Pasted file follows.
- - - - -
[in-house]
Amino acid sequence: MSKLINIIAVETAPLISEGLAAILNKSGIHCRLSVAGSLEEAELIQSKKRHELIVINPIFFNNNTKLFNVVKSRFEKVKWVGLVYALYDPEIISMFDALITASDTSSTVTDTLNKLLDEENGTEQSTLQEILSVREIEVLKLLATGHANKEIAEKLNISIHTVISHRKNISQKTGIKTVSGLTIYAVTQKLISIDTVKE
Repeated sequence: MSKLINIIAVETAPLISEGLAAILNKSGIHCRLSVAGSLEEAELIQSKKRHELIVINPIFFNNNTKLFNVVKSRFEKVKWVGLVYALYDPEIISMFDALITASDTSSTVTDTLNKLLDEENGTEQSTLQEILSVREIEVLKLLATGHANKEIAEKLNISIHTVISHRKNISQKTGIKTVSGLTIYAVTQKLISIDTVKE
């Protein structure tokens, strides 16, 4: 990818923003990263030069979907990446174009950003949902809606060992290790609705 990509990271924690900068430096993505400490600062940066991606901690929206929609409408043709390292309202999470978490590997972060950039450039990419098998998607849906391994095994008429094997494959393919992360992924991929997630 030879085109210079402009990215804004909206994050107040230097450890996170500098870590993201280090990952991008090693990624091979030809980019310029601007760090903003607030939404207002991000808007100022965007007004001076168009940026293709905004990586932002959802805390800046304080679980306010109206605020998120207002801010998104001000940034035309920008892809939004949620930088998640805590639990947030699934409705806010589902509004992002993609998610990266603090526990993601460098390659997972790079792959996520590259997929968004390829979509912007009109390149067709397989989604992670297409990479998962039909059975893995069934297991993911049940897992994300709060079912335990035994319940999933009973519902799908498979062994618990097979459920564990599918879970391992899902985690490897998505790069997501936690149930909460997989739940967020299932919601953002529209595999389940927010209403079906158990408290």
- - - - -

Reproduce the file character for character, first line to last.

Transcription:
[in-house]
Amino acid sequence: MSKLINIIAVETAPLISEGLAAILNKSGIHCRLSVAGSLEEAELIQSKKRHELIVINPIFFNNNTKLFNVVKSRFEKVKWVGLVYALYDPEIISMFDALITASDTSSTVTDTLNKLLDEENGTEQSTLQEILSVREIEVLKLLATGHANKEIAEKLNISIHTVISHRKNISQKTGIKTVSGLTIYAVTQKLISIDTVKE
Repeated sequence: MSKLINIIAVETAPLISEGLAAILNKSGIHCRLSVAGSLEEAELIQSKKRHELIVINPIFFNNNTKLFNVVKSRFEKVKWVGLVYALYDPEIISMFDALITASDTSSTVTDTLNKLLDEENGTEQSTLQEILSVREIEVLKLLATGHANKEIAEKLNISIHTVISHRKNISQKTGIKTVSGLTIYAVTQKLISIDTVKE
């Protein structure tokens, strides 16, 4: 990818923003990263030069979907990446174009950003949902809606060992290790609705 990509990271924690900068430096993505400490600062940066991606901690929206929609409408043709390292309202999470978490590997972060950039450039990419098998998607849906391994095994008429094997494959393919992360992924991929997630 030879085109210079402009990215804004909206994050107040230097450890996170500098870590993201280090990952991008090693990624091979030809980019310029601007760090903003607030939404207002991000808007100022965007007004001076168009940026293709905004990586932002959802805390800046304080679980306010109206605020998120207002801010998104001000940034035309920008892809939004949620930088998640805590639990947030699934409705806010589902509004992002993609998610990266603090526990993601460098390659997972790079792959996520590259997929968004390829979509912007009109390149067709397989989604992670297409990479998962039909059975893995069934297991993911049940897992994300709060079912335990035994319940999933009973519902799908498979062994618990097979459920564990599918879970391992899902985690490897998505790069997501936690149930909460997989739940967020299932919601953002529209595999389940927010209403079906158990408290």